WordPress Desktop App And The Supposed Death Of The Web

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The last few updates on this blog have actually been done using the WordPress desktop app. I guess it’s just been another step in the computing world’s conversion from web to app, but personally I’ve felt different forces pulling in both directions.

It was maybe a few years ago that I first heard the words “the web is dead.” It might have been a Time Magazine cover or something. Ever since it was decided apps are better to use on phones than websites for accessing things like news and social media, it seems everything has been shifting away from visiting websites towards just using locally-installed software. The question right now is whether or how much that will carry over to desktop and laptop computers.

I guess Windows 8 and 10 have been trying hard to accelerate the process. Personally I think the biggest obstacle to that transition on desktops is how much the Windows app store selection still sucks. Most of the stuff I do and use on my phone or really on this computer just aren’t available on the Windows store. I don’t use Mac so I don’t know what’s going on over there.

In any case, the WordPress desktop app… basically feels like the mobile app. Well, the interface feels like the latest web interface but the overall experience feels like it’s trying to do the same thing as the mobile app. That is, involve the user in the ecosystem and community of WordPress as if it’s its own social network. Because it starts with the reader instead of the editor I actually find myself noticing and responding to subscribed blogs more often like I would on my phone. The only downside I see so far is that I lose some of the conveniences I took for granted on web browsers like Chrome, but not many. Really just things like having tabs open, and spellcheck.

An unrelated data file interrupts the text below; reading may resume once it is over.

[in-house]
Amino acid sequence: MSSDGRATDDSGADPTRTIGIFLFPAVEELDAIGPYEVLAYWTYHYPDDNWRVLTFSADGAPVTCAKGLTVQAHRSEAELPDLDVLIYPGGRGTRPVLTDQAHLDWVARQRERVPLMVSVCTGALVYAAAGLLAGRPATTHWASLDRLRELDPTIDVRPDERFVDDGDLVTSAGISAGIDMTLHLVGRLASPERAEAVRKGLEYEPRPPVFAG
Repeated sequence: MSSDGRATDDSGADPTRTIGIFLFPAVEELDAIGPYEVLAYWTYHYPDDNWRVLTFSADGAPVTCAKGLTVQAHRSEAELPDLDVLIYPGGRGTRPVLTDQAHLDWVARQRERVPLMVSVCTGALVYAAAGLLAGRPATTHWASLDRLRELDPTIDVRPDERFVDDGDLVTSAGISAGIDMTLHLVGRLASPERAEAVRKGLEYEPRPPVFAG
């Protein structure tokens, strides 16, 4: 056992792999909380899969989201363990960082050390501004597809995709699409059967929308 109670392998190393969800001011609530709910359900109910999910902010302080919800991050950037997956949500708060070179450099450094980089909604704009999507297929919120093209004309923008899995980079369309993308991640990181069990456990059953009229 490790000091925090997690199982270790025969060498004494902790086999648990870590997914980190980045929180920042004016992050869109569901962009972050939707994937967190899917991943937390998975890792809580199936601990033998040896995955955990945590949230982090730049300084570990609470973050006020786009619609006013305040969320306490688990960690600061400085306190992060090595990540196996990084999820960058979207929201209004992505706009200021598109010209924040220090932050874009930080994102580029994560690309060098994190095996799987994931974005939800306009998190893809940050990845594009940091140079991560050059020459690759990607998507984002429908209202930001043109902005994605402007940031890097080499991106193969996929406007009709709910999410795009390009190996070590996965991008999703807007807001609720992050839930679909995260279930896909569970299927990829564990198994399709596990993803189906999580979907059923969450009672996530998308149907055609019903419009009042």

That does bring me to Chrome though. On my Windows 7 system I actually rely on Chrome for a lot. Google seems to have been one of the main forces pushing against locally-stored apps on desktops by making its web browser feel more and more like an operating system. On Windows 7 when I want to bring up YouTube, Netflix, my RSS feeds, or Twitter, I do so with the Chrome Apps launcher. One thing I can tell you is the Chrome App ecosystem probably has more useful software for me on it right now than the Windows Store.

I’m not quite sure which way I would go if more of the things I do I ended up in the form of locally-installed desktop apps. On the one hand I’d like the desktop experience to remain the desktop experience — I skipped Windows 8 for that reason. On the other hand I don’t like relying on internet connections as much as some developers would like us to today.

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